Representatives from the US, Canada, and Mexico are set to meet today in the first round of the North American trade talks. Here’s what you need to know.
What is Nafta?
Nafta stands for North American Free Trade Agreement, which first came into effect in 1994 under then-president Bill Clinton.
Timeline for Canada
- May 24, 2017
It aims to eliminate almost all tariffs among the three countries to allow for the free flow of goods and supplies across borders.
In 2015, trade between the three nations surpassed $1trn.
Why does Trump hate it?
Throughout his presidential campaign, US president Donald Trump regularly criticised the agreement.
This is because, under Nafta, it makes it easier for companies to move operations from the US to Mexico, which goes against Trump’s America First policy.
Jobs have been lost to Mexico because of the agreement, however, the US Chamber of Commerce says around 6m US-based jobs depend on having free trade between the three countries.
What are the talks about today?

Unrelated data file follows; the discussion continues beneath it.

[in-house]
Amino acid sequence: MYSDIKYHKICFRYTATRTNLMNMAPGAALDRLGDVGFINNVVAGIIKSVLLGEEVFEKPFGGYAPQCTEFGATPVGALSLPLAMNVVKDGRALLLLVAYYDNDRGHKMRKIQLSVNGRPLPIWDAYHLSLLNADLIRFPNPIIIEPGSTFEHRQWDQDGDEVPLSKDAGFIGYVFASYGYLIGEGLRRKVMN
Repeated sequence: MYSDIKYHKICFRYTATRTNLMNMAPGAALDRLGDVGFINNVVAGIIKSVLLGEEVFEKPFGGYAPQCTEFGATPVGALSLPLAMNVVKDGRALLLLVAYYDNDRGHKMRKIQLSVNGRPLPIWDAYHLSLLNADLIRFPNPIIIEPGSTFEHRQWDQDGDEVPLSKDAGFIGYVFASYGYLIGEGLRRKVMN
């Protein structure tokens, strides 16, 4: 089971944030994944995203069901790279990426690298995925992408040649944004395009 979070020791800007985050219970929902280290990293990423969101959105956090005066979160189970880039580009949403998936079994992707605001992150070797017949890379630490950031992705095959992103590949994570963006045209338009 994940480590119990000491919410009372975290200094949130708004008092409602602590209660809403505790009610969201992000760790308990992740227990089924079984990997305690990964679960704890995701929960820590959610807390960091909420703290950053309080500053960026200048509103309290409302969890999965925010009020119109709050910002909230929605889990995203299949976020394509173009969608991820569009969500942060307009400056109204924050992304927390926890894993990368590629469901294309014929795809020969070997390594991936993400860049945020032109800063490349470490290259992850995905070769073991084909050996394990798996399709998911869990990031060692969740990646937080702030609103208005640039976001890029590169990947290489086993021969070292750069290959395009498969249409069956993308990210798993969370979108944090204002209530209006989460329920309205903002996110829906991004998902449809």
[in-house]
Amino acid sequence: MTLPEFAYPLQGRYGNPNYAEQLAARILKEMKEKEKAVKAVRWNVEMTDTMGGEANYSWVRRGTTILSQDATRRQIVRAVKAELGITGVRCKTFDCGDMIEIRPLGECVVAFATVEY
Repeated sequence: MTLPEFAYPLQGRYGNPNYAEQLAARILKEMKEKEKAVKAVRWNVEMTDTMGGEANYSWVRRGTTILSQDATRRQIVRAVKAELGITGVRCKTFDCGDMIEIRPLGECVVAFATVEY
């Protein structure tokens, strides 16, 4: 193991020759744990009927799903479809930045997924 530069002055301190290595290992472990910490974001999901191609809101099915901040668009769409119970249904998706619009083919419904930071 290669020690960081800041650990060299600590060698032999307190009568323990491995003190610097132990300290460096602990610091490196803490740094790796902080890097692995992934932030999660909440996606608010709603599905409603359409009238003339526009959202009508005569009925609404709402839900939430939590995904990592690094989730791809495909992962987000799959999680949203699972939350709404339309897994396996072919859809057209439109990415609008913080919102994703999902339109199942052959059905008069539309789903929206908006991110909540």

As a result of Trump’s rhetoric throughout his campaign, he often said he was going to ditch Nafta. Later on, he said he had been convinced by Canada and Mexico to renegotiate the agreement.
The US trade representative Robert Lighthizer will be representing US interests at the talks today in Washington.
A US trade representative official told Reuters that the aim for the US was to get:
A more balanced, reciprocal trade agreement that supports high-paying jobs for Americans and grows the US economy.
This should go towards Trump’s plan of lowering the $64bn US trade deficit with Mexico.
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What do Mexico and Canada think?
Canadian foreign minister, Chrystia Freeland, is in Washington today for the talks. She told reporters she was looking forward to a “productive, constructive conversation” about Nafta.
The Mexican economy minister Ildefonso Guajardo, on the other hand, said:
I have always said a negotiator cannot be an optimist. He has to be a realist with a positive approach.
According to Reuters, there is more of an impetus for Mexico to get the ball rolling on a new agreement ahead of the country’s next presidential campaign which begins in February 2018.